But then the researchers asked a new set of participants to apply their fragrance of choice under one armpit and to apply another fragrance, chosen by the experimenters, under the other.
This time, the sniffers judged the fragrance/body odour blends as more attractive when they involved the wearer’s own preferred fragrance – even though the sniffers found the two fragrances roughly comparable when there was no body odour involved. The conclusion? People select fragrances that complement their own body odour, producing a favourable blend.
How might we achieve this? This question brings us back to the MHC genes that we mentioned earlier. A key study determined the MHC group of different sniffers and then noted which odours they preferred among a range of common ingredients that might contribute to a perfume that they would wear.
The results revealed a correlation between certain MHC groups and preferences for certain ingredients, suggesting that we choose fragrances that enhance the MHC signals that we are already giving off. Yet these correlations disappeared when the same sniffers rated the ingredients for a perfume their partner might choose to wear. At the genetic level, perfume preferences only work when thinking about ourselves.
Another experiment took a slightly different approach to reach a similar conclusion. Researchers first extracted MHC peptides, a signature component of MHC molecules, from a number of volunteers.
They then spiked samples of the volunteers’ body odour with peptides representative of either their own MHC or of other people’s MHC. When they were then asked to choose which spiked odour sample smelled like themselves, they tended to choose the one spiked with their own MHC peptides.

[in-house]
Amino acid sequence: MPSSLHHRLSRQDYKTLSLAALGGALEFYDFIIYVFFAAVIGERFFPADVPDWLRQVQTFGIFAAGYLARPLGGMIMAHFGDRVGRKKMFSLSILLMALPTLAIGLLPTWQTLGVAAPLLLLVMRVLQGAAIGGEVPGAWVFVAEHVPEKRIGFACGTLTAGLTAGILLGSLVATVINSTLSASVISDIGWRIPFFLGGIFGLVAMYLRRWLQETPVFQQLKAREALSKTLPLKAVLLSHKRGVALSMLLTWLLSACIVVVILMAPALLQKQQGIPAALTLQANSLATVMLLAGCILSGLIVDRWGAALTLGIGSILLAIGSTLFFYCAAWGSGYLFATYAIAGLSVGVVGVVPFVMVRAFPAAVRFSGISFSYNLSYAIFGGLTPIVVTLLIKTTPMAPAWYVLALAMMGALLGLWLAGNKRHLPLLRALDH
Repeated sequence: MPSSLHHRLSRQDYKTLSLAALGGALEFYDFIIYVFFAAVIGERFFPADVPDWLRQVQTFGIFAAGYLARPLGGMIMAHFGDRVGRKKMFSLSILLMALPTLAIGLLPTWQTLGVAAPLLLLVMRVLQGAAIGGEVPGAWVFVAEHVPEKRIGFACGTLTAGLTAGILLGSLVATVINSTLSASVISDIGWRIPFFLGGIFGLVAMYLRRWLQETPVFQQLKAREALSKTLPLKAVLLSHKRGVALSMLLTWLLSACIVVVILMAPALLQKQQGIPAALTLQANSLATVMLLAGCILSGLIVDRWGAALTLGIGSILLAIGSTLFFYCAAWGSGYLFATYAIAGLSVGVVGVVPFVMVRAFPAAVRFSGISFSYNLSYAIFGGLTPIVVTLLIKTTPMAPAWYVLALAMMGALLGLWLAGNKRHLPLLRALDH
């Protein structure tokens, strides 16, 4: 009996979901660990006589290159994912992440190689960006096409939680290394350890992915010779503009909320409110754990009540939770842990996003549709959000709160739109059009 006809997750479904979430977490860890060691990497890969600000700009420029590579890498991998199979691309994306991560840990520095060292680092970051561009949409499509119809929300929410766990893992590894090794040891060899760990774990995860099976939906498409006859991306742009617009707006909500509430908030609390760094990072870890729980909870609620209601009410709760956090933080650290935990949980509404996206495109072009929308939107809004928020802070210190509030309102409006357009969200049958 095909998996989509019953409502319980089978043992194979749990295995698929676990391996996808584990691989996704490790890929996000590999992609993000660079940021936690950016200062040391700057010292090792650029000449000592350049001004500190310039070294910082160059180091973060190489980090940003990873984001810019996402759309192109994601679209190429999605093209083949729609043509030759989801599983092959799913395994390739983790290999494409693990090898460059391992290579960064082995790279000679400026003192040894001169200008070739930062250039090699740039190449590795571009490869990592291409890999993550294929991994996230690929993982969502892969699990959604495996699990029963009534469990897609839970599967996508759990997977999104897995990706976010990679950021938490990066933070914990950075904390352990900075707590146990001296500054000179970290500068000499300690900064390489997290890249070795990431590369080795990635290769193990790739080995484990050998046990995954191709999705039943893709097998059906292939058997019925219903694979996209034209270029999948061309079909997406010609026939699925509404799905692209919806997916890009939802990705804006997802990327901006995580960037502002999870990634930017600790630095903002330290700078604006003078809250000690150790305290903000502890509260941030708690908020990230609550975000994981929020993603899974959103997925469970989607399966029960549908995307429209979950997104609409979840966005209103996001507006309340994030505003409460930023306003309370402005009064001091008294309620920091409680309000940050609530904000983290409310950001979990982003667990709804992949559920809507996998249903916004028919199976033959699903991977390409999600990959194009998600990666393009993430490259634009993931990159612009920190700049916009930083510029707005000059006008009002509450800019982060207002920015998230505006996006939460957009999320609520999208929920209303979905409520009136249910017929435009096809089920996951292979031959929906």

Back to the perfume counter
Taken together, these studies suggest that we evaluate perfumes, at least in part, according to whether they suit our individual, genetically influenced odour.
In an ideal world we might all know our partner’s MHC genotype and choose perfumes that suited them accordingly, perhaps following some helpful system of colour coding or the like. Unfortunately this doesn’t look likely to happen in any major way any time soon – the test currently costs about £160 a head.
So what lessons can be learned from these studies? One main point is that choosing a perfume for your partner based on your own preference is unlikely to work well. Your best bet is to ask perfume shop staff to select a perfume that smells roughly similar to the one you know your partner likes. Or do it yourself using perfume finders online, such as FR.eD or Nose.
For those choosing a fragrance for themselves, the lesson is to ensure you select one that really suits you. In the study of odour/fragrance blends, there were a few wearers who bucked the trend and smelled better with the experimenter-assigned perfume than with the brand they chose themselves.
So it’s always worth investing some time in making a choice, and to test-drive it on your skin first. If this sounds daunting, you can at least proceed in the knowledge that the person best placed to decide what perfume suits you best is looking back at you in the mirror.
S Craig Roberts, Senior Lecturer in Psychology, University of Stirling; Caroline Allen, Researcher, University of Stirling, and Kelly Cobey, Honourary Researcher (Psychology: Hormones and Behaviour), University of Stirling
This article was originally published on The Conversation. Read the original article.